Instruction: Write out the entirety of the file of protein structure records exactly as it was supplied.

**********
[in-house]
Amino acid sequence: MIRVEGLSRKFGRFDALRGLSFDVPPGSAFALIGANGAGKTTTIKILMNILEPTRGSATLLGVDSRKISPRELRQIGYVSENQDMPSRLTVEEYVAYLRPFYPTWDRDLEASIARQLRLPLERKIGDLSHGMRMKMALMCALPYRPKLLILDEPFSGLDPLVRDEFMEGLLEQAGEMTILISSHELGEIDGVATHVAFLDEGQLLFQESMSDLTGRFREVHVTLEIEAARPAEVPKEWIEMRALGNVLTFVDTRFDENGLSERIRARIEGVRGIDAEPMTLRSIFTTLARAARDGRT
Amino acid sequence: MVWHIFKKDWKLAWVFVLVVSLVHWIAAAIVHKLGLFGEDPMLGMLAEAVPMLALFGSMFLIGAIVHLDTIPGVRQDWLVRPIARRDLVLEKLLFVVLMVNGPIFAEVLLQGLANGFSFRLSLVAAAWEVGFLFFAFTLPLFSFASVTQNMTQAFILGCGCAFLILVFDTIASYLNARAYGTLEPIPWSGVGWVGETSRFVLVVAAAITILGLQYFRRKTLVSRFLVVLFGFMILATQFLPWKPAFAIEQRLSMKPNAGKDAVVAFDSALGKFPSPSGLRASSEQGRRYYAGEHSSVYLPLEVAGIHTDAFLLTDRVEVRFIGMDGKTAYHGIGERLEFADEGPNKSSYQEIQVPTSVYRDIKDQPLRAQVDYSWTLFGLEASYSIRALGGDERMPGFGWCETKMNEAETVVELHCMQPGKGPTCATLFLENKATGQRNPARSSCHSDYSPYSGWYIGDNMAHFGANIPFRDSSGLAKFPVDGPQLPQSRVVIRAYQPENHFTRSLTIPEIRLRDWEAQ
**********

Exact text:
[in-house]
Amino acid sequence: MIRVEGLSRKFGRFDALRGLSFDVPPGSAFALIGANGAGKTTTIKILMNILEPTRGSATLLGVDSRKISPRELRQIGYVSENQDMPSRLTVEEYVAYLRPFYPTWDRDLEASIARQLRLPLERKIGDLSHGMRMKMALMCALPYRPKLLILDEPFSGLDPLVRDEFMEGLLEQAGEMTILISSHELGEIDGVATHVAFLDEGQLLFQESMSDLTGRFREVHVTLEIEAARPAEVPKEWIEMRALGNVLTFVDTRFDENGLSERIRARIEGVRGIDAEPMTLRSIFTTLARAARDGRT
Amino acid sequence: MVWHIFKKDWKLAWVFVLVVSLVHWIAAAIVHKLGLFGEDPMLGMLAEAVPMLALFGSMFLIGAIVHLDTIPGVRQDWLVRPIARRDLVLEKLLFVVLMVNGPIFAEVLLQGLANGFSFRLSLVAAAWEVGFLFFAFTLPLFSFASVTQNMTQAFILGCGCAFLILVFDTIASYLNARAYGTLEPIPWSGVGWVGETSRFVLVVAAAITILGLQYFRRKTLVSRFLVVLFGFMILATQFLPWKPAFAIEQRLSMKPNAGKDAVVAFDSALGKFPSPSGLRASSEQGRRYYAGEHSSVYLPLEVAGIHTDAFLLTDRVEVRFIGMDGKTAYHGIGERLEFADEGPNKSSYQEIQVPTSVYRDIKDQPLRAQVDYSWTLFGLEASYSIRALGGDERMPGFGWCETKMNEAETVVELHCMQPGKGPTCATLFLENKATGQRNPARSSCHSDYSPYSGWYIGDNMAHFGANIPFRDSSGLAKFPVDGPQLPQSRVVIRAYQPENHFTRSLTIPEIRLRDWEAQ